For children, Valentine’s Day will mean different things at different ages. Older children, who probably exchange cards and gifts only with a select few, will likely have begun to find that it can often be thrilling, but sometimes disappointing. For the younger ones, who may be exchanging valentines with their entire class, the focus is likely which cards are favorites (i.e. the ones with candy). As with many things, if you teach your children young, they are better prepared for what awaits them. Here are four things to keep in mind as Valentine’s Day approaches.
Back to the Roots
When it comes to explaining holidays to your children, it can be constructive to give an historical context, but in this case it might be best to skip it. According to History.com, there are disparate origin stories, including one in which a Mr. Valentine, who was jailed for performing forbidden marriages, sent the first valentine from jail—“from your Valentine.” Other stories include three martyred Saint Valentines and a pagan fertility ritual, so it’s unclear. Perhaps better to keep it simple and present it as a day of love!
Valentine’s Day Today
This celebration of love doesn’t have to be romantic, it can be love of family and love of friends. So, as they prepare valentines for the class, whether handmade or store- bought, urge your children to write something personal to the people they have relationships with, and classmates who might need some support. Even something as simple as “I’m glad we’re friends” or “You’re an awesome cartoonist” can go a long way. You can also encourage your children to give valentines to family members and other people who are important to them, like caregivers, teachers or family friends.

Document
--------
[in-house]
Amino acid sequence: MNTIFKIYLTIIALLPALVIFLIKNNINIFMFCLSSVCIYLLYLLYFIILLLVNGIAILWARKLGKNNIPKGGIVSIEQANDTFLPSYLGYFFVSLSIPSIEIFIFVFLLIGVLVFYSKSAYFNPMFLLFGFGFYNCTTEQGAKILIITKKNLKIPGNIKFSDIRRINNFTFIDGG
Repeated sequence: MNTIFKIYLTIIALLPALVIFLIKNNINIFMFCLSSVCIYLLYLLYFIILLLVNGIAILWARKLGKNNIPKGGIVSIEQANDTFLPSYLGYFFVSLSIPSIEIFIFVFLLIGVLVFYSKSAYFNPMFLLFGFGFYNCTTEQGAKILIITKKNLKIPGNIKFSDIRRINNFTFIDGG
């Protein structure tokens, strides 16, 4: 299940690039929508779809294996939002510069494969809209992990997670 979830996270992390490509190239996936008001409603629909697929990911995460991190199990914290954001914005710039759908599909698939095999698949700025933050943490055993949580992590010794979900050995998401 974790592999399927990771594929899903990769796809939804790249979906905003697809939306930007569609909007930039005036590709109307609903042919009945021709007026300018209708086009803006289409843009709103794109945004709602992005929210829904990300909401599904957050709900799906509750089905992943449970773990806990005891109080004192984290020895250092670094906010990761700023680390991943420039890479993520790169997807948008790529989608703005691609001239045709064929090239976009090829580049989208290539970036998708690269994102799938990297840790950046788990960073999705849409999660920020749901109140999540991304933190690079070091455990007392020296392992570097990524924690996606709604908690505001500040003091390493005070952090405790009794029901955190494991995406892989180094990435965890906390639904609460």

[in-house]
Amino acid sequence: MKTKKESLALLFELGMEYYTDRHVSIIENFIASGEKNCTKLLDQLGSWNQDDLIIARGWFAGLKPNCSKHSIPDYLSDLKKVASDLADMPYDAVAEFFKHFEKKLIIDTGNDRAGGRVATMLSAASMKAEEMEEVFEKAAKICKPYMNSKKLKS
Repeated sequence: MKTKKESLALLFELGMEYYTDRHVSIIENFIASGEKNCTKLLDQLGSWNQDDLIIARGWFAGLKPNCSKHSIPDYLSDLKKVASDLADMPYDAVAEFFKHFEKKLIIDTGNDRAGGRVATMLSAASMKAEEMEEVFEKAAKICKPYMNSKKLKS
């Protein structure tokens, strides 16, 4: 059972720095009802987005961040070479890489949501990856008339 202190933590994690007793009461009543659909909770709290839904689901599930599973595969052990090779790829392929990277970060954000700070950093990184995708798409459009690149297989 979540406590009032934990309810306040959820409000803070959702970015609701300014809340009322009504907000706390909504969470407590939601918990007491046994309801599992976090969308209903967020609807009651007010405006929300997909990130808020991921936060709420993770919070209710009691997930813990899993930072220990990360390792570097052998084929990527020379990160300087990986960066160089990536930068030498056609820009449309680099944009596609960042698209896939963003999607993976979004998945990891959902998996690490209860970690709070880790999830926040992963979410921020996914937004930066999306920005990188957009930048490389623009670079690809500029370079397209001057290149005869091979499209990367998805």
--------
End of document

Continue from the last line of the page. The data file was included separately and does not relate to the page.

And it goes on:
If your children have a lot of cards to give, you might want to use store-bought cards and have them personalize each one. Or hand-make a few a day so it’s a joyful experience rather than an assignment. As they write their sentiments, encourage the process by asking about each person. This will help them understand that their feelings about each person are unique. Through this process, they may discover that some people are extra special to them. Perhaps those cards can be more elaborate, or accompanied by a small gift.
The Day Of
After Valentine’s Day is celebrated at school, sit down with your children and talk about the day. Ask them to show any cards they want to share, and if they had a favorite or least favorite moment. This gentle exploration can open the door to discuss joyful, confusing, or even hurtful feelings. After that, give them a special Valentine that you made just for them. End the day in a joyful, love-filled way!